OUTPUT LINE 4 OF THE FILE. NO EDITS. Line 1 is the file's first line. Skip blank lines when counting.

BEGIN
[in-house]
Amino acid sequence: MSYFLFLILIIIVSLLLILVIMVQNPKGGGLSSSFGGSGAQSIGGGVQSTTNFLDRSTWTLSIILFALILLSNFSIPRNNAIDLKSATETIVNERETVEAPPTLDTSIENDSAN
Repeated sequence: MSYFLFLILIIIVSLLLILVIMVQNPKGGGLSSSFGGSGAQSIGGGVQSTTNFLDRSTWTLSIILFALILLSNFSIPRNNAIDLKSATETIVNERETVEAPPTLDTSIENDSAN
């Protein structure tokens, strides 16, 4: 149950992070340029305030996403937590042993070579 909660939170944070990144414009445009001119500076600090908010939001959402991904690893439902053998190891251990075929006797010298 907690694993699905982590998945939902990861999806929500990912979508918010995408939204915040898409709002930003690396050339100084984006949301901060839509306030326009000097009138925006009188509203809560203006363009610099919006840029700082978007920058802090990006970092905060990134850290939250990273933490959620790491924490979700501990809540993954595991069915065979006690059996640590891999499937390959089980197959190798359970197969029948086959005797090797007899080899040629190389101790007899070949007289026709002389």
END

């Protein structure tokens, strides 16, 4: 149950992070340029305030996403937590042993070579 909660939170944070990144414009445009001119500076600090908010939001959402991904690893439902053998190891251990075929006797010298 907690694993699905982590998945939902990861999806929500990912979508918010995408939204915040898409709002930003690396050339100084984006949301901060839509306030326009000097009138925006009188509203809560203006363009610099919006840029700082978007920058802090990006970092905060990134850290939250990273933490959620790491924490979700501990809540993954595991069915065979006690059996640590891999499937390959089980197959190798359970197969029948086959005797090797007899080899040629190389101790007899070949007289026709002389």